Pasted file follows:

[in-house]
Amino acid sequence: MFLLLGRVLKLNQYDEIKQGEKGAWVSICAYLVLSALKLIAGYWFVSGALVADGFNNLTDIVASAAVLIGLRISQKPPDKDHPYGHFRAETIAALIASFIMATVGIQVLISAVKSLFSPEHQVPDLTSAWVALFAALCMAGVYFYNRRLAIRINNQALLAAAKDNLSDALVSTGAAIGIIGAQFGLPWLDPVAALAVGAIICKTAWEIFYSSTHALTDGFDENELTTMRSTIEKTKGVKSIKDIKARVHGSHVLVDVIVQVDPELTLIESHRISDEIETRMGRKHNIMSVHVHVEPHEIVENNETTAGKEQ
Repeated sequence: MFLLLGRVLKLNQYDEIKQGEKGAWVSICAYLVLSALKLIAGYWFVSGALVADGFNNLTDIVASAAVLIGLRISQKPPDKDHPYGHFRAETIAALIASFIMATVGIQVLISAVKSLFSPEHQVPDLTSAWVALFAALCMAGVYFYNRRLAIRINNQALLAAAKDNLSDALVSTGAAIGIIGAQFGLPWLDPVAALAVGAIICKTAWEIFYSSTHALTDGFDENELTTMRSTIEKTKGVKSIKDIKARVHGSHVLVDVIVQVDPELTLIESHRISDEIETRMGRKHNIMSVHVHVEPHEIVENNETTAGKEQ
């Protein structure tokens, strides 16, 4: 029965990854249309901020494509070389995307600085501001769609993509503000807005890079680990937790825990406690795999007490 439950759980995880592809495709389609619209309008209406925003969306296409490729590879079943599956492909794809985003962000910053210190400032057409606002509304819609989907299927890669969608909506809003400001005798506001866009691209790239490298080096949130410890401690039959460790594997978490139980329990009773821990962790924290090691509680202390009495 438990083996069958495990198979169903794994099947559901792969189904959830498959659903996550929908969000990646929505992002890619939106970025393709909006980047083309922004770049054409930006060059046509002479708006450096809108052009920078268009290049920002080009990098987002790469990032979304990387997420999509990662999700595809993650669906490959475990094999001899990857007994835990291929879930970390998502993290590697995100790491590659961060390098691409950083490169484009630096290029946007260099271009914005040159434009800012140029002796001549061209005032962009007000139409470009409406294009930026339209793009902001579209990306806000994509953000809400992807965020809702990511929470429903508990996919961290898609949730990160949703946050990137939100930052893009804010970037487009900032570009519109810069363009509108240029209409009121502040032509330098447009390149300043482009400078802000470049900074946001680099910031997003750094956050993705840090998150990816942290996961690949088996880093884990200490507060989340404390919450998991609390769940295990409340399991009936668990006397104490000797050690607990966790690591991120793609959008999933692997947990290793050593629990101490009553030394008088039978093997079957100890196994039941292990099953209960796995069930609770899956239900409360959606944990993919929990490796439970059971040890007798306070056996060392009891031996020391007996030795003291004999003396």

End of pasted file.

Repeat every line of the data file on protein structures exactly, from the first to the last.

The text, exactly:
[in-house]
Amino acid sequence: MFLLLGRVLKLNQYDEIKQGEKGAWVSICAYLVLSALKLIAGYWFVSGALVADGFNNLTDIVASAAVLIGLRISQKPPDKDHPYGHFRAETIAALIASFIMATVGIQVLISAVKSLFSPEHQVPDLTSAWVALFAALCMAGVYFYNRRLAIRINNQALLAAAKDNLSDALVSTGAAIGIIGAQFGLPWLDPVAALAVGAIICKTAWEIFYSSTHALTDGFDENELTTMRSTIEKTKGVKSIKDIKARVHGSHVLVDVIVQVDPELTLIESHRISDEIETRMGRKHNIMSVHVHVEPHEIVENNETTAGKEQ
Repeated sequence: MFLLLGRVLKLNQYDEIKQGEKGAWVSICAYLVLSALKLIAGYWFVSGALVADGFNNLTDIVASAAVLIGLRISQKPPDKDHPYGHFRAETIAALIASFIMATVGIQVLISAVKSLFSPEHQVPDLTSAWVALFAALCMAGVYFYNRRLAIRINNQALLAAAKDNLSDALVSTGAAIGIIGAQFGLPWLDPVAALAVGAIICKTAWEIFYSSTHALTDGFDENELTTMRSTIEKTKGVKSIKDIKARVHGSHVLVDVIVQVDPELTLIESHRISDEIETRMGRKHNIMSVHVHVEPHEIVENNETTAGKEQ
């Protein structure tokens, strides 16, 4: 029965990854249309901020494509070389995307600085501001769609993509503000807005890079680990937790825990406690795999007490 439950759980995880592809495709389609619209309008209406925003969306296409490729590879079943599956492909794809985003962000910053210190400032057409606002509304819609989907299927890669969608909506809003400001005798506001866009691209790239490298080096949130410890401690039959460790594997978490139980329990009773821990962790924290090691509680202390009495 438990083996069958495990198979169903794994099947559901792969189904959830498959659903996550929908969000990646929505992002890619939106970025393709909006980047083309922004770049054409930006060059046509002479708006450096809108052009920078268009290049920002080009990098987002790469990032979304990387997420999509990662999700595809993650669906490959475990094999001899990857007994835990291929879930970390998502993290590697995100790491590659961060390098691409950083490169484009630096290029946007260099271009914005040159434009800012140029002796001549061209005032962009007000139409470009409406294009930026339209793009902001579209990306806000994509953000809400992807965020809702990511929470429903508990996919961290898609949730990160949703946050990137939100930052893009804010970037487009900032570009519109810069363009509108240029209409009121502040032509330098447009390149300043482009400078802000470049900074946001680099910031997003750094956050993705840090998150990816942290996961690949088996880093884990200490507060989340404390919450998991609390769940295990409340399991009936668990006397104490000797050690607990966790690591991120793609959008999933692997947990290793050593629990101490009553030394008088039978093997079957100890196994039941292990099953209960796995069930609770899956239900409360959606944990993919929990490796439970059971040890007798306070056996060392009891031996020391007996030795003291004999003396």